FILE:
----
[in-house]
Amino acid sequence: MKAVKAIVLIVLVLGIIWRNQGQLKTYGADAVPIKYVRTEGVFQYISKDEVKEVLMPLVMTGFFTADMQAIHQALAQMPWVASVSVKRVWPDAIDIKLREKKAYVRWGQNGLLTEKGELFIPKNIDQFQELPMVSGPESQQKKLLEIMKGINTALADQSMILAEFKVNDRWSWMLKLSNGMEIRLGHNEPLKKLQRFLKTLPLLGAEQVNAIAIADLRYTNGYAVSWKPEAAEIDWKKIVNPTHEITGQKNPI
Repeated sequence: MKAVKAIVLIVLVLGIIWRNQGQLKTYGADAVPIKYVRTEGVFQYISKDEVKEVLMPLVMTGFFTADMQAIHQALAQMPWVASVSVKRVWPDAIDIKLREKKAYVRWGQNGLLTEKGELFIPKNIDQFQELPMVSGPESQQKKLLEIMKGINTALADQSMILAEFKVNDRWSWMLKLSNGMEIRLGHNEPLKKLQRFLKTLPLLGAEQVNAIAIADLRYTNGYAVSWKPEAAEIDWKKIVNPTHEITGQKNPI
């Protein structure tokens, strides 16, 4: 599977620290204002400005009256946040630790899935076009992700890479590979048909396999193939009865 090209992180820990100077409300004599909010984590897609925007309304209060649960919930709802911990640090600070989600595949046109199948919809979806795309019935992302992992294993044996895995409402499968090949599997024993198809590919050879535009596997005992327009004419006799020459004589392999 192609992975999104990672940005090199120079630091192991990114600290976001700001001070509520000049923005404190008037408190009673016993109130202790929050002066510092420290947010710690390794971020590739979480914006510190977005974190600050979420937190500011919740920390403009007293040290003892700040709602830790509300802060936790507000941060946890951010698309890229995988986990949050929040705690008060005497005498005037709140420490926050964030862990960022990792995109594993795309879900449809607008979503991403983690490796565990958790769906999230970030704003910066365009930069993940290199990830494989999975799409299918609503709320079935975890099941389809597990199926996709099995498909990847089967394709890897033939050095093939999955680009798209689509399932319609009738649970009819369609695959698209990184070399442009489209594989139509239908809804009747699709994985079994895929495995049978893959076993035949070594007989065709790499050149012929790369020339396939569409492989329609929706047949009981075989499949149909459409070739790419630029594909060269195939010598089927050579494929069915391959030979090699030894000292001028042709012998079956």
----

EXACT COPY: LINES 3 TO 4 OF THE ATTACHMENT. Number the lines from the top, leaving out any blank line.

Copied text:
Repeated sequence: MKAVKAIVLIVLVLGIIWRNQGQLKTYGADAVPIKYVRTEGVFQYISKDEVKEVLMPLVMTGFFTADMQAIHQALAQMPWVASVSVKRVWPDAIDIKLREKKAYVRWGQNGLLTEKGELFIPKNIDQFQELPMVSGPESQQKKLLEIMKGINTALADQSMILAEFKVNDRWSWMLKLSNGMEIRLGHNEPLKKLQRFLKTLPLLGAEQVNAIAIADLRYTNGYAVSWKPEAAEIDWKKIVNPTHEITGQKNPI
């Protein structure tokens, strides 16, 4: 599977620290204002400005009256946040630790899935076009992700890479590979048909396999193939009865 090209992180820990100077409300004599909010984590897609925007309304209060649960919930709802911990640090600070989600595949046109199948919809979806795309019935992302992992294993044996895995409402499968090949599997024993198809590919050879535009596997005992327009004419006799020459004589392999 192609992975999104990672940005090199120079630091192991990114600290976001700001001070509520000049923005404190008037408190009673016993109130202790929050002066510092420290947010710690390794971020590739979480914006510190977005974190600050979420937190500011919740920390403009007293040290003892700040709602830790509300802060936790507000941060946890951010698309890229995988986990949050929040705690008060005497005498005037709140420490926050964030862990960022990792995109594993795309879900449809607008979503991403983690490796565990958790769906999230970030704003910066365009930069993940290199990830494989999975799409299918609503709320079935975890099941389809597990199926996709099995498909990847089967394709890897033939050095093939999955680009798209689509399932319609009738649970009819369609695959698209990184070399442009489209594989139509239908809804009747699709994985079994895929495995049978893959076993035949070594007989065709790499050149012929790369020339396939569409492989329609929706047949009981075989499949149909459409070739790419630029594909060269195939010598089927050579494929069915391959030979090699030894000292001028042709012998079956």